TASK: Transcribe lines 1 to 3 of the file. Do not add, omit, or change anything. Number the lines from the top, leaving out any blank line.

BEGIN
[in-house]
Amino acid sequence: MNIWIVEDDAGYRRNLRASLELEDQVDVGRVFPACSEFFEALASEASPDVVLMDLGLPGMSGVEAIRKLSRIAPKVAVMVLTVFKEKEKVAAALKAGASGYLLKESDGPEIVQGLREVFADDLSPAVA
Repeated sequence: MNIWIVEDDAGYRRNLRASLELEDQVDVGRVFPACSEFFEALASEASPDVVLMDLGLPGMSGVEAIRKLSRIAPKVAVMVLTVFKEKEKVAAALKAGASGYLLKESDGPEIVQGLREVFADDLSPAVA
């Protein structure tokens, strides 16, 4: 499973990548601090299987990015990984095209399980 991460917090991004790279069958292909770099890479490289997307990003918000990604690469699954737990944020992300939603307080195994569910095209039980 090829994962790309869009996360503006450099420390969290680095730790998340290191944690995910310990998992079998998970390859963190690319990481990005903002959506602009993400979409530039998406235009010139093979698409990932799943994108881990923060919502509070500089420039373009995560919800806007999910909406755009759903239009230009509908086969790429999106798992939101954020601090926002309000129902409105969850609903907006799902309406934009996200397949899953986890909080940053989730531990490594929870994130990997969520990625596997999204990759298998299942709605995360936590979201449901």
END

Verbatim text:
[in-house]
Amino acid sequence: MNIWIVEDDAGYRRNLRASLELEDQVDVGRVFPACSEFFEALASEASPDVVLMDLGLPGMSGVEAIRKLSRIAPKVAVMVLTVFKEKEKVAAALKAGASGYLLKESDGPEIVQGLREVFADDLSPAVA
Repeated sequence: MNIWIVEDDAGYRRNLRASLELEDQVDVGRVFPACSEFFEALASEASPDVVLMDLGLPGMSGVEAIRKLSRIAPKVAVMVLTVFKEKEKVAAALKAGASGYLLKESDGPEIVQGLREVFADDLSPAVA